The Mantiram, (i.e., Panchaksharam) is not”  

And adds that the supreme state or existence corresponding to the Parabrahmam of the Vedantin does not really exist as a continuous state!

It is therefore exceedingly difficult to the state what was contained in the earlier forms of the Siddhanta, and until more critical attention has been given to the writings of the Siddhanta school there must be constant confusion between the earlier and the more elaborate and more apparent forms of that teachings.

Leaving these difficulties, the great principles of the Siddhanta now claim our attention.

The three ‘categories’ which are the key to the Saiva Siddhanta are three Sanskrit words Pasu, that which is bound, Pati the possessor, Pasa, a fetter, snare, net. The three combined form an allegory of humanity, the deity, and sin5, quality represented by an animal Pasu, Pati its master, and Pasa, the rope that fastens it. I propose to take these categories one by one and to define them and to illustrate them by references to the Tiruvasagam and to some other sources.


Definitions: On page LXXVI of his introduction to the Tiruvasagam, Dr. Pope quotes a definition from ‘the Saivite catechism’ defining Pati as “the eternal, all pervading, all-wise, eternally blessed, absolutely independent Creator of all, who is from eternity free from all taint of evil.”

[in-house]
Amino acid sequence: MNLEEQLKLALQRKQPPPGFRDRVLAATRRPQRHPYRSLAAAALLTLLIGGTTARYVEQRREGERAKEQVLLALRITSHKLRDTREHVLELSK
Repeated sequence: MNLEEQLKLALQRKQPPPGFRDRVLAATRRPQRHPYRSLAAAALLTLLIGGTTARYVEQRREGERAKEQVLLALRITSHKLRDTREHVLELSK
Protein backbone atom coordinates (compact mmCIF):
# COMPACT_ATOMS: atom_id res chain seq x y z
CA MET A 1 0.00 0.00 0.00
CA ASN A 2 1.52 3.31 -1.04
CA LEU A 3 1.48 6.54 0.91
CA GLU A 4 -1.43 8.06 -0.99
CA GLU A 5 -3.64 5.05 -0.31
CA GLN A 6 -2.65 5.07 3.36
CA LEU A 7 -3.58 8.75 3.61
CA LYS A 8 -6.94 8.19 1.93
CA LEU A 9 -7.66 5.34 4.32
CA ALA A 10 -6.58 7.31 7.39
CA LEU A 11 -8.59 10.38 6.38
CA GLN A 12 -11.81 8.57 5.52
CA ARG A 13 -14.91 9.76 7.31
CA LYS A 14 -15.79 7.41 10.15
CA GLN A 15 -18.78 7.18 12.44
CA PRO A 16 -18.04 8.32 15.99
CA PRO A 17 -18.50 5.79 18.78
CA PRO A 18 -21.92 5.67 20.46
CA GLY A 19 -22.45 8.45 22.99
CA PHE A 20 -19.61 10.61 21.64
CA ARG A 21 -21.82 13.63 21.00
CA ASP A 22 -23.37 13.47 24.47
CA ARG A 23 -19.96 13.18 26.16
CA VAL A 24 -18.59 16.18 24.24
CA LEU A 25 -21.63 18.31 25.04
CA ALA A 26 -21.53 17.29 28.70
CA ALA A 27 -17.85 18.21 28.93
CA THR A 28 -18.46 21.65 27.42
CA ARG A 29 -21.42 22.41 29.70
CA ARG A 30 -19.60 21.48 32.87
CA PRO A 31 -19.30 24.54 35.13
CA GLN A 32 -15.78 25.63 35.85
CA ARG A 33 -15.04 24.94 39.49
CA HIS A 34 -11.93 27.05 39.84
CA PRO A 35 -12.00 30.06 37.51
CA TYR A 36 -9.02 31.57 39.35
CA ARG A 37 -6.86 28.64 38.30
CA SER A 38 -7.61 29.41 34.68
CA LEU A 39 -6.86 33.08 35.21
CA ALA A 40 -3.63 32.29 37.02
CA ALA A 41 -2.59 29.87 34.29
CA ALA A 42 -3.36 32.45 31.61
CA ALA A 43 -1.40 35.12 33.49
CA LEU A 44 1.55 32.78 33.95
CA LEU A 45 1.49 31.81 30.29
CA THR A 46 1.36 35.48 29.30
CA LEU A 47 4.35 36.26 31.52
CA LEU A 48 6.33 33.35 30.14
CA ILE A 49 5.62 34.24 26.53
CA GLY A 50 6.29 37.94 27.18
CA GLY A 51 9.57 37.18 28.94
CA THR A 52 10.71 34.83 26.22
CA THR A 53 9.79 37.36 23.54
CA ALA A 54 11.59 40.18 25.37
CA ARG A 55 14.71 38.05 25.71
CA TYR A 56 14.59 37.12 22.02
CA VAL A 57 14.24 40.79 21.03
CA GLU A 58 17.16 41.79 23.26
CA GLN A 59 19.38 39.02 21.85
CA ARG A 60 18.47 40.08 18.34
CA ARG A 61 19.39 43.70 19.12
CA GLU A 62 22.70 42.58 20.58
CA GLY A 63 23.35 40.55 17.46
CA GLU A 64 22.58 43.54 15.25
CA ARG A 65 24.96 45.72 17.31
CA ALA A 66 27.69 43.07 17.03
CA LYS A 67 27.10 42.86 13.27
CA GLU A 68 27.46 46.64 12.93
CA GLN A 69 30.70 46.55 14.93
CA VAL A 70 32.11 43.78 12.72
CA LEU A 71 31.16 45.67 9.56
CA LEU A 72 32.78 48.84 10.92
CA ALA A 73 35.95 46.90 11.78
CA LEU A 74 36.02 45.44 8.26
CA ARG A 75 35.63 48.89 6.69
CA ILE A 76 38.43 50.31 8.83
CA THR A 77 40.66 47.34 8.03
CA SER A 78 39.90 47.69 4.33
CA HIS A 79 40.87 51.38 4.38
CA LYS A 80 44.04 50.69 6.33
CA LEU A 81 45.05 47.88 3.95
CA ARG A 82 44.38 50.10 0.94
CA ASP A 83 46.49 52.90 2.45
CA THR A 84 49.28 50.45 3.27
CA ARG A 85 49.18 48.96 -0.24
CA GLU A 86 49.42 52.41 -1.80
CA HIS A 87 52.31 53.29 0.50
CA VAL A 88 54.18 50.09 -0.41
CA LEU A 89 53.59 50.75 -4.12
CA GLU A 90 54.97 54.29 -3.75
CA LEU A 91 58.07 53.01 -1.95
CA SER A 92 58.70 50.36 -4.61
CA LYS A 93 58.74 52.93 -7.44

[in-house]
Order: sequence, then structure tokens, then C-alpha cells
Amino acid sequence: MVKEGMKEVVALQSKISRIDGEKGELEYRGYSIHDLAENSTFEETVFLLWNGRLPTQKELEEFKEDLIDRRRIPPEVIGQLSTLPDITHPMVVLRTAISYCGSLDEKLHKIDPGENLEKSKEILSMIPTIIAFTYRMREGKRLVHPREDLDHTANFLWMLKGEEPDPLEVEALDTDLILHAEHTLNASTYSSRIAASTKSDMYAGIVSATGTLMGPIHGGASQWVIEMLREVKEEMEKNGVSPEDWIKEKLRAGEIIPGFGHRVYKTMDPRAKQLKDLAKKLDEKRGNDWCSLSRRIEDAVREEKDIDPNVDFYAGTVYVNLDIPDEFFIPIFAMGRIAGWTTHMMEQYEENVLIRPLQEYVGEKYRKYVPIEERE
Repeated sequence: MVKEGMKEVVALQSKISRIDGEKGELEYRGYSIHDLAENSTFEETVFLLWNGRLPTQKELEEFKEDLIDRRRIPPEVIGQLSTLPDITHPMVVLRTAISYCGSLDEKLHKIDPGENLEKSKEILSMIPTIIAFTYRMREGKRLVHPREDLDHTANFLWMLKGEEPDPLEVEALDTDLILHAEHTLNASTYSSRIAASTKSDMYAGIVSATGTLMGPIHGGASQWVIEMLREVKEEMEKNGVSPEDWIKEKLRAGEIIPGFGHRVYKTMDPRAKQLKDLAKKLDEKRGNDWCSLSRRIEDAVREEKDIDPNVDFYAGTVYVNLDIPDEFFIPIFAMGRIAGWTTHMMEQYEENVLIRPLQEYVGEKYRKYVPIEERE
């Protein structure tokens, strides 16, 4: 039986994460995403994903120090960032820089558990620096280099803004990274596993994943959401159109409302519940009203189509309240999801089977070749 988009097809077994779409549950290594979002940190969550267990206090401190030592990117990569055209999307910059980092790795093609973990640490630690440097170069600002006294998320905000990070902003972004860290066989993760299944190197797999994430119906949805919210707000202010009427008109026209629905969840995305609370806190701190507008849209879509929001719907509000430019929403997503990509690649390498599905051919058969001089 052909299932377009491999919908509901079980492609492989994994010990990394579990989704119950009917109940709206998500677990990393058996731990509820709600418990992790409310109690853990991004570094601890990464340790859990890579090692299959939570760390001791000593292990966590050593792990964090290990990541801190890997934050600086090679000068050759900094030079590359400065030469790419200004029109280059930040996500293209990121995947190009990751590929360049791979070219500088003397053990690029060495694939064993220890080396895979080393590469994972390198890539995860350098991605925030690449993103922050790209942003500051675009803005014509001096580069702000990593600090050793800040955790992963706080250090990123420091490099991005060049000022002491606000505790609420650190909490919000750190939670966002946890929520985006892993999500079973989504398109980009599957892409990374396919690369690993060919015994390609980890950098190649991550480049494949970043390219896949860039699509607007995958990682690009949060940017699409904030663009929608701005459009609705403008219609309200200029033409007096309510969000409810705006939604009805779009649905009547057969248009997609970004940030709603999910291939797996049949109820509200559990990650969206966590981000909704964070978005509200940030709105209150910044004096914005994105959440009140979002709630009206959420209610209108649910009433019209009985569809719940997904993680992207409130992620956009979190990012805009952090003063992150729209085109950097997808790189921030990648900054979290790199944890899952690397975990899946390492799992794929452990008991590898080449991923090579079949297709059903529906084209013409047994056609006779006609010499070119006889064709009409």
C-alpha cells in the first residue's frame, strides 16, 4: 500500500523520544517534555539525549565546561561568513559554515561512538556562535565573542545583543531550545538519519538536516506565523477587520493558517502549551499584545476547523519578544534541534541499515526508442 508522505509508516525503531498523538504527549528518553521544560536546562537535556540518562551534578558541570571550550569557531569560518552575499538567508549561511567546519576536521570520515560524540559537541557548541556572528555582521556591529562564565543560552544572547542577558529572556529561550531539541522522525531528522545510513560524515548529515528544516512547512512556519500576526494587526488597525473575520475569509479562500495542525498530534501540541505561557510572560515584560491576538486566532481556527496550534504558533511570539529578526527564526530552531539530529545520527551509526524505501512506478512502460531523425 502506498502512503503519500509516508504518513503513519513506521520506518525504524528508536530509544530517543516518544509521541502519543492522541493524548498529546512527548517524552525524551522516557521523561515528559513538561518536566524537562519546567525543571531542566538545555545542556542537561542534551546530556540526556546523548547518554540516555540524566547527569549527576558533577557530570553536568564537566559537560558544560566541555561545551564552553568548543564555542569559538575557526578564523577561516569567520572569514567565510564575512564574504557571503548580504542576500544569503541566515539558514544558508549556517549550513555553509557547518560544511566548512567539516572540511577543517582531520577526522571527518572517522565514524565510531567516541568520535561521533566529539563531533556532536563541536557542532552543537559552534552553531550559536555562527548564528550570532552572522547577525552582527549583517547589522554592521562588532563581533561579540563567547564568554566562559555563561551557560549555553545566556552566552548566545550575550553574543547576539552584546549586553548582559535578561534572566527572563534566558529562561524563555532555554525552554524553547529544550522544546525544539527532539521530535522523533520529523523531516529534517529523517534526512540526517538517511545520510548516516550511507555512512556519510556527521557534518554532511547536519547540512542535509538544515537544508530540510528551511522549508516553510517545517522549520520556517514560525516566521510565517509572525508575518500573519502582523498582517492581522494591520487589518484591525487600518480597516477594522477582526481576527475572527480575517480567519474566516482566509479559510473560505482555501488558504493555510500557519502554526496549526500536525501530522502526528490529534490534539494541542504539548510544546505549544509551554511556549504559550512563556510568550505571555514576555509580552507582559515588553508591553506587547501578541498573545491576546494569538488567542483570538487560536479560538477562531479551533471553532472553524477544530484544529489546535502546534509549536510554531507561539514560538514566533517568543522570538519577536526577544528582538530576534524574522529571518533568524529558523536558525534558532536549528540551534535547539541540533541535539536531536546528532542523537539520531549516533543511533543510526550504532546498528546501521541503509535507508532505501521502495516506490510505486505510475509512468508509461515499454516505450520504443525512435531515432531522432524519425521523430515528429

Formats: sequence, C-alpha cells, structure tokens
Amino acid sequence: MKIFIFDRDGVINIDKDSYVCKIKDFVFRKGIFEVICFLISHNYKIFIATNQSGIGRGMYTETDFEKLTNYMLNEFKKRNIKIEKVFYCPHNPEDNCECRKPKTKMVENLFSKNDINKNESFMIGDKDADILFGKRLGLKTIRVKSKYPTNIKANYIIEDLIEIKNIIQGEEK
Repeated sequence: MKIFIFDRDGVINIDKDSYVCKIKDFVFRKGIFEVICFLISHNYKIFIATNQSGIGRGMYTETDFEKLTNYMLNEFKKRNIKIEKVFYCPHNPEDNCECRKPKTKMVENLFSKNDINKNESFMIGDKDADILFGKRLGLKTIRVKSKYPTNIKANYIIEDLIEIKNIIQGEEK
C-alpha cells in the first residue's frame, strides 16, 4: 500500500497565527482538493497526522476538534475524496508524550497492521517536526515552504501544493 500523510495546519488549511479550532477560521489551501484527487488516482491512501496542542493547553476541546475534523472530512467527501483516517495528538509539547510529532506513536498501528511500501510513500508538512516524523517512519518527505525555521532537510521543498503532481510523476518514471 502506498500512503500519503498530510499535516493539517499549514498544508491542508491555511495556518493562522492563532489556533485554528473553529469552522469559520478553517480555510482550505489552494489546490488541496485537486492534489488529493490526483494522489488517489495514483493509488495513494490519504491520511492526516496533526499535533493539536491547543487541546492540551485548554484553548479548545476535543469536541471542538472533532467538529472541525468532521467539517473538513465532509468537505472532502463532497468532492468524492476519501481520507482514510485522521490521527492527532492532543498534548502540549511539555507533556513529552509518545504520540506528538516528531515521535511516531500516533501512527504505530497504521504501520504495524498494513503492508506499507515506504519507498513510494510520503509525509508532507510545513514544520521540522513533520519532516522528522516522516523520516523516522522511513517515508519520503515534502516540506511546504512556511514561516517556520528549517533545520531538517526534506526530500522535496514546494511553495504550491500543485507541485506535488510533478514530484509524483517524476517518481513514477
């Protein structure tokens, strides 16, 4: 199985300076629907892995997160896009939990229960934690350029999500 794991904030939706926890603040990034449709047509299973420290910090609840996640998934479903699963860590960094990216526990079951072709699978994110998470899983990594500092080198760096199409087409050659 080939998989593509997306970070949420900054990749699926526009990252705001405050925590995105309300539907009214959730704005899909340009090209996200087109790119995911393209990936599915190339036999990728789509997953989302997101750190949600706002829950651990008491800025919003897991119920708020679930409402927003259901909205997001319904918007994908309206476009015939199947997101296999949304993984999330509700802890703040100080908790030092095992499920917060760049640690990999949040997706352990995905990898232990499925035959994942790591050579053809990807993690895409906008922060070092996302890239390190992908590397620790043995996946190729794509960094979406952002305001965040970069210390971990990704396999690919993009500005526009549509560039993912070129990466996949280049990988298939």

Arumuka Navalar’s answer to the question ‘what is the nature of Siva Peruman?’ is as follows:

‘Eternal; omnipresent; free from beiginningless embryonic evil (anathimalam);all wise; the universal Doer; every joyful; independent.” Manward aspect of Sivan: The Sarva Darsana Sangraha says categorically: ‘Now Siva is held to be the Lord/’ Later it says significantly “God is the universal agent, but not irrespective of the actions done by living begins”; and this brings out what is a fundamental part of the Saiva Siddhanta Viz., that God concerns himself with men; it is the manward aspect of the God that appeas to the Siddhantin even when insisting most forceibly on the independence of God. Pati is always considered as related to Pasu.

Take the sonorous third hymn in the Tiruvasagam. The Psalmist asserts the transcendence of Sivan in a multitude of glowing epithets. _____________________pg 83_____________________

Possessor of a nature ________________unknown to Brahma and Vishnu.

But it is not the unconditioned absolute passionless ‘Parabrahmam’ that attracts the devotion of the singer, but a deity having personal relationship with his universe, a god of grace and mercy, of personal affection, who appeals to the ‘helpless dead heart:’ ________pg 84______ . In another place he sings:-

“A poor worshipper was I! How long a time have I watered barren land, not worshipping the Supreme _____pg 84____ The precious jewel, from eternity the First, indestructible, came and destroyed my bar of birth!” Tirutonokkam verse 13. (Pope, p. 189.)